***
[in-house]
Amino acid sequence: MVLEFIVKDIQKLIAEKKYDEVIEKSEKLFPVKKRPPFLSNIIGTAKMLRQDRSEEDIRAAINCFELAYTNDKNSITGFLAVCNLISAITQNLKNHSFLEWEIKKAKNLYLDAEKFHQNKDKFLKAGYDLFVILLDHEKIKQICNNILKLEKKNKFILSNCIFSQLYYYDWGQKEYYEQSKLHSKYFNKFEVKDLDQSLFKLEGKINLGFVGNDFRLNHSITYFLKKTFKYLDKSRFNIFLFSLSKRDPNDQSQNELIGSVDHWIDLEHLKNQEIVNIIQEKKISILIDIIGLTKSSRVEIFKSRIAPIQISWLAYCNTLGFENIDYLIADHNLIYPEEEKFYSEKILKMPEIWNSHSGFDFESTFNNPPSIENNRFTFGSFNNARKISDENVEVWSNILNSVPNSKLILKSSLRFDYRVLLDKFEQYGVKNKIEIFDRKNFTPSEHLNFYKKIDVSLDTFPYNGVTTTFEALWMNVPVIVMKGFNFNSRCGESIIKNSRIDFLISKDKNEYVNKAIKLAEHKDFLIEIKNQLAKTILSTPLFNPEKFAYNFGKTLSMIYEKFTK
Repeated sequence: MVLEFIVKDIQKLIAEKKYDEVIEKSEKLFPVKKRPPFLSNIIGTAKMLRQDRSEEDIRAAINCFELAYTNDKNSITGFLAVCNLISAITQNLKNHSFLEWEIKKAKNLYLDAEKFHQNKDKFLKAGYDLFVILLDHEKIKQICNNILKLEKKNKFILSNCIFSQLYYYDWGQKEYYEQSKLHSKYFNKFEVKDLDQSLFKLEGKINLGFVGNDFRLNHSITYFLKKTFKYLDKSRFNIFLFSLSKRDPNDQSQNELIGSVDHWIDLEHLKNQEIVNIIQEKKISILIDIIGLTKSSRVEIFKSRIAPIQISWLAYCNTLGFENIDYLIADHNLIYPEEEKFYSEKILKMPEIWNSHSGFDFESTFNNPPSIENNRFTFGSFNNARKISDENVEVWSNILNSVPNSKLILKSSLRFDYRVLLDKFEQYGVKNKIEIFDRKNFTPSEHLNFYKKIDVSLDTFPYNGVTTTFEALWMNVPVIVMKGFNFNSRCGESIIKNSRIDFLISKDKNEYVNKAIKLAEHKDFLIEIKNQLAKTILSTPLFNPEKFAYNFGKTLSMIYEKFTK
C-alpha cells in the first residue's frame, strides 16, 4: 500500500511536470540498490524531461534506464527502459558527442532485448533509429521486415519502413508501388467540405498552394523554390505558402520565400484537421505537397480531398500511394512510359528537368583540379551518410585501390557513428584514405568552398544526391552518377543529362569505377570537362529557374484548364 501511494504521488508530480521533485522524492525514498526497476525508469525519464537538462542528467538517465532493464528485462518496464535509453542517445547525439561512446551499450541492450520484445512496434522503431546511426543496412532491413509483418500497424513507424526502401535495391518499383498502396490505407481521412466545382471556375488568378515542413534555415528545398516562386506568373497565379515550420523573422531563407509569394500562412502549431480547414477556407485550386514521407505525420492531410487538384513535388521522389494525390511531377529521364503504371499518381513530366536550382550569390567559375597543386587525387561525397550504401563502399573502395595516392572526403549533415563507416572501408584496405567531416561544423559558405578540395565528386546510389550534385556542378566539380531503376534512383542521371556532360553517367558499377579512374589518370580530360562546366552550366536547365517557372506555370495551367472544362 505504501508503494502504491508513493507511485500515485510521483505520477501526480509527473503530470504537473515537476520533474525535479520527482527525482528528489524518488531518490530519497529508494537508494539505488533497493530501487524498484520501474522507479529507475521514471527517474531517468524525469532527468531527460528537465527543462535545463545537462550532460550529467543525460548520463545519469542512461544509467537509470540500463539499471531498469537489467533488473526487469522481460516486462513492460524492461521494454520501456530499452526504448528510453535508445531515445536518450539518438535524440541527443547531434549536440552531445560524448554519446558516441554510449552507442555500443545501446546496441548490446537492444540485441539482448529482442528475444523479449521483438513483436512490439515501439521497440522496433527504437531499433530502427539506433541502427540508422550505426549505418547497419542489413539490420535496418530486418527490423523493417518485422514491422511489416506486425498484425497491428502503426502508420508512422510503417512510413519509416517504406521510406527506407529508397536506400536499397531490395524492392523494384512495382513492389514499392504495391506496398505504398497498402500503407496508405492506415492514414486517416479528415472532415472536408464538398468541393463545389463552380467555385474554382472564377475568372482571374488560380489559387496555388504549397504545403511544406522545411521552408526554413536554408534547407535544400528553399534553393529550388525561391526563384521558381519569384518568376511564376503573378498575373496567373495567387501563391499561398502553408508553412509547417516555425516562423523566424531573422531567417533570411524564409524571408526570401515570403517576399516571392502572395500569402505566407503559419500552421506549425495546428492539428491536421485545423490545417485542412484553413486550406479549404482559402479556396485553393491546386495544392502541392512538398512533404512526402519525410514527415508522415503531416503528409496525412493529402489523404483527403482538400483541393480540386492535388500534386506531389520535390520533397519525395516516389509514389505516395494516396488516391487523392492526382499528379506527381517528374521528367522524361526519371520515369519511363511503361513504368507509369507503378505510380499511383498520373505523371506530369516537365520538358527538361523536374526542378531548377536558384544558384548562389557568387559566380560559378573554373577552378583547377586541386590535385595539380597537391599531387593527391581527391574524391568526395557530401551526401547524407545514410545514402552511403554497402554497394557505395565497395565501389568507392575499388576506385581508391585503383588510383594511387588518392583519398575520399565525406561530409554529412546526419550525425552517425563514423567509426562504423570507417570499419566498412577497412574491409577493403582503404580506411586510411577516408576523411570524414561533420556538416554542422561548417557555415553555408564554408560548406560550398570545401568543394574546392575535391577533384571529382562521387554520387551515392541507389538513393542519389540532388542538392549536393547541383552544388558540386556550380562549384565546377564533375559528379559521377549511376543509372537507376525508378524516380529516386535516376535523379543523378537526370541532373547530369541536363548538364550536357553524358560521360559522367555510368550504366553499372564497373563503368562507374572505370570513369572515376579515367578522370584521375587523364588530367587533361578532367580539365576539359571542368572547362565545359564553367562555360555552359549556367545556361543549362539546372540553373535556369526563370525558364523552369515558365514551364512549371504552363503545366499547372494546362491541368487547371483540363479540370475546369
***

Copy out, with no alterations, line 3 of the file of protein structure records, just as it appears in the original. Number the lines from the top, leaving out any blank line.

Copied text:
Repeated sequence: MVLEFIVKDIQKLIAEKKYDEVIEKSEKLFPVKKRPPFLSNIIGTAKMLRQDRSEEDIRAAINCFELAYTNDKNSITGFLAVCNLISAITQNLKNHSFLEWEIKKAKNLYLDAEKFHQNKDKFLKAGYDLFVILLDHEKIKQICNNILKLEKKNKFILSNCIFSQLYYYDWGQKEYYEQSKLHSKYFNKFEVKDLDQSLFKLEGKINLGFVGNDFRLNHSITYFLKKTFKYLDKSRFNIFLFSLSKRDPNDQSQNELIGSVDHWIDLEHLKNQEIVNIIQEKKISILIDIIGLTKSSRVEIFKSRIAPIQISWLAYCNTLGFENIDYLIADHNLIYPEEEKFYSEKILKMPEIWNSHSGFDFESTFNNPPSIENNRFTFGSFNNARKISDENVEVWSNILNSVPNSKLILKSSLRFDYRVLLDKFEQYGVKNKIEIFDRKNFTPSEHLNFYKKIDVSLDTFPYNGVTTTFEALWMNVPVIVMKGFNFNSRCGESIIKNSRIDFLISKDKNEYVNKAIKLAEHKDFLIEIKNQLAKTILSTPLFNPEKFAYNFGKTLSMIYEKFTK